Use this URL to cite or link to this record in EThOS: http://ethos.bl.uk/OrderDetails.do?uin=uk.bl.ethos.566113
Title: A narrative study of the resilience and coping of unaccompanied asylum-seeking children and young people (UASC) arriving in a rural local authority (LA)
Author: Doggett, Caroline Joy
Awarding Body: University of Birmingham
Current Institution: University of Birmingham
Date of Award: 2012
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Abstract:
Building on a small body of research that conceptualises unaccompanied asylum-seeking children and young people (UASC) as "active survivors" despite their vulnerability, this study aimed to: 1) investigate processes by which UASC develop and maintain resilience within the specific context of a rural county; and 2) develop understanding of the context-dependent nature of resilience, in terms of interactions between UASC coping styles and environmental variables. A narrative approach was adopted to explore UASC experience and meaning making. Three male UASCs aged 17-19 years participated in narrative interviews and completed The Resiliency Scales self-report questionnaires. Transcripts were subject to detailed thematic and structural narrative analysis. Five coping strategies were identified in UASC narratives: appreciating the positive; cultural distancing; suppression of reflection; externalising locus of control; and seeking personal agency (which itself included negotiation, non-compliance, being proactive, perseverance and having ambition). Key environmental influences were: school and relationships (which itself included social support and key adults). Two key findings were the interactions between agency and relationships, and between suppression and coherence. Recruitment and sample issues in research with 'hard to reach' groups are highlighted. Implications for professional practice with UASC based on an increased understanding of dynamics of resilience are discussed.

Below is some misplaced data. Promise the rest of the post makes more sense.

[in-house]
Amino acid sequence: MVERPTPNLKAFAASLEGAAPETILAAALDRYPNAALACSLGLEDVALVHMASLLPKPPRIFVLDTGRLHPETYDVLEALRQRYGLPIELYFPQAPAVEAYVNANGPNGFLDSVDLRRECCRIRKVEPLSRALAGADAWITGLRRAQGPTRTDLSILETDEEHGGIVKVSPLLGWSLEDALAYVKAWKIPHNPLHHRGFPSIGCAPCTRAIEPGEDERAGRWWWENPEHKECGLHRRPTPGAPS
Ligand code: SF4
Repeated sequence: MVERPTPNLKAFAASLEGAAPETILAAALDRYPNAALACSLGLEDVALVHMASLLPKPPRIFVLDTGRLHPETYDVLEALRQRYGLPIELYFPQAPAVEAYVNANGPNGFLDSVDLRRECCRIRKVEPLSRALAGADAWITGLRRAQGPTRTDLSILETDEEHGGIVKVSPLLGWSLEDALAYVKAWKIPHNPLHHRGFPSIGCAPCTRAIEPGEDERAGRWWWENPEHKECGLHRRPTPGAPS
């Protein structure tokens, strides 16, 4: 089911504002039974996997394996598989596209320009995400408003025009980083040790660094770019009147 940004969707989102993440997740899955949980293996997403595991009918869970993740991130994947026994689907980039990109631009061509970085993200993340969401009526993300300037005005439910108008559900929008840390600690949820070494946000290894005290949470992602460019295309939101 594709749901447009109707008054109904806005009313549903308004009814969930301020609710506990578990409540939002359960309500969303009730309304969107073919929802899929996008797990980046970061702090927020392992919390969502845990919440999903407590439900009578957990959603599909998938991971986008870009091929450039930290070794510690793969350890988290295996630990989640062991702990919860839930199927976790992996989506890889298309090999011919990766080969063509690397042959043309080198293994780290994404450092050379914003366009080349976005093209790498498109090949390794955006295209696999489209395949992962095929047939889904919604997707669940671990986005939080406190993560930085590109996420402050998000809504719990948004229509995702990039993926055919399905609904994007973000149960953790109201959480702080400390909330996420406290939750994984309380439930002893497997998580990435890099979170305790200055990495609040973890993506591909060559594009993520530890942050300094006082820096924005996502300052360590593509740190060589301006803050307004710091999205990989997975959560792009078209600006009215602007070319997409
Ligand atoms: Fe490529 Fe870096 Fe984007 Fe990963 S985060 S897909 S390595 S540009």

Supervisor: Not available Sponsor: Not available
Qualification Name: Thesis (Ap.Ed.&ChildPsy.D.) Qualification Level: Doctoral
EThOS ID: uk.bl.ethos.566113  DOI: Not available
Keywords: BF Psychology ; LC Special aspects of education
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